Dietary Factors Associated with Hypertension in Nepal

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Dietary Factors Associated with Hypertension in Nepal

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Title: Dietary Factors Associated with Hypertension in Nepal
Author: Shrestha, Archana
Abstract: Hypertension is a major public health burden due to its causal association with cardiovascular disease morbidity, mortality, disability and economic costs. Diet has a major impact on hypertension. The aim of the study is to investigate the associations of diet score, dairy intake and animal protein intake with risk of hypertension in a sample of adults residing in central Nepal. This is a secondary data analysis of data collected by the University of Washington, Harvard and Shahid Gangalal National Heart Center, Nepal in 2009. Cross-sectional analyses were completed on selected variables collected during household interviews and examinations (n=200) in two regions of central Nepal: Kathmandu and Dhulikhel. Dietary information was collected via in-person interview using a food frequency questionnaire. The main models utilized logistic regression. The odds of having hypertension was 68% lower among those who eat low fat dairy daily (OR: 0.32, 95% CI: 0.07-1.29), 83% lower among those who eat 2-3 times a week (OR: 0.17, 95% CI: 0.03-0.89), 57% lower among those who eat once a week (OR:0.43, 95% CI: 0.06-2.55) and 60% lower among those who eat seldom or once a month (OR:0.40, 95% CI: 0.08-1.88) compared to those who never eat after adjusting for frequency of whole fat dairy consumption, frequency of animal protein consumption, demographic variables and traditional risk factors (p for trend=0.15). Compared to no consumption of whole fat dairy products, the odds ratio associated with daily consumption was 1.33 (95% CI: 0.38-3.38); 2-3 times per week consumption was 1.32 (95% CI: 0.08-23.37); once a week consumption was 4.08 (95% CI: 0.52-30.60) and seldom or once a month consumption was 1.85 (95% CI: 0.62-4.83) (p for trend=0.92). Compared to never consumption, the odds ratio associated with daily consumption of animal protein was 6.81 (95% CI: 0.31-150.47); 2-3 times per week consumption was 2.89 (95% CI: 0.70-11.81); once a week consumption was 1.29 (95% CI: 0.36-4.56) and seldom or once a month consumption was 1.43 (0.37- 5.45). (p for trend=0.11) The healthy eating pattern represented by diet score was non significantly protective (OR: 0.97, 95% CI: 0.93-1.02) (p for trend =0.414). In conclusion, the present study found a moderate but insignificant inverse association between low fat dairy intake and the risk of hypertension in the sample of middle and older age men and women. By contrast, whole-fat dairy intake and animal product intake was not related to the risk of hypertension. The higher diet score (representing healthy diet) was non-significantly protective for hypertension.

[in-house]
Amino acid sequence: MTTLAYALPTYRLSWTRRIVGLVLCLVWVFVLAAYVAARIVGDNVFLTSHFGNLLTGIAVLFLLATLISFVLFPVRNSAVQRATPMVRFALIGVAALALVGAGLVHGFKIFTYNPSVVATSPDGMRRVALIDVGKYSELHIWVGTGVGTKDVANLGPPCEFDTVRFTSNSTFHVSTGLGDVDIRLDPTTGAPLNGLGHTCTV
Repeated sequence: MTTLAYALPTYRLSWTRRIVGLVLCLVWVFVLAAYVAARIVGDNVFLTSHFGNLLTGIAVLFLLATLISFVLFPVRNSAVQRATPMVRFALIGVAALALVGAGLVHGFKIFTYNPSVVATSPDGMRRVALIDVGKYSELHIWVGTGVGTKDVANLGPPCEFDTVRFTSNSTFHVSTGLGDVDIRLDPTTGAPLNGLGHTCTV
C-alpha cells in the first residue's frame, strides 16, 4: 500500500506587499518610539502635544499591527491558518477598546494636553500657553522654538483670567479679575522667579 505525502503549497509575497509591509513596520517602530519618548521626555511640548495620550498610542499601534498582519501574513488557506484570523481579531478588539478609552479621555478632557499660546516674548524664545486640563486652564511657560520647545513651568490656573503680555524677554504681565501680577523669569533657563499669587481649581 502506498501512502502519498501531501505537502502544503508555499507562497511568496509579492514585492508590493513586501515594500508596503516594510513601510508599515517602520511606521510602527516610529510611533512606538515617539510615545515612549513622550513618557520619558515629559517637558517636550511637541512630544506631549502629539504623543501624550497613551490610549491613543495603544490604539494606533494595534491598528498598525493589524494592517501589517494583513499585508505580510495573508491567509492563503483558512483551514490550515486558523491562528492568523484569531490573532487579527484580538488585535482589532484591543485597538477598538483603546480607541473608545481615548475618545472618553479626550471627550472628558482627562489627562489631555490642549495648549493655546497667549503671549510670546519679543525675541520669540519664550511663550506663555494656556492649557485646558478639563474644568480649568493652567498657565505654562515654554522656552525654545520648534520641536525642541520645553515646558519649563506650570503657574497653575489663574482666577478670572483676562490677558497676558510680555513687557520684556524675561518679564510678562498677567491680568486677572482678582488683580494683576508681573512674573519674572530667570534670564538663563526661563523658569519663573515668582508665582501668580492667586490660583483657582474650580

Description: Thesis (Master's)--University of Washington, 2012
URI: http://hdl.handle.net/1773/20524
Author requested restriction: No embargo

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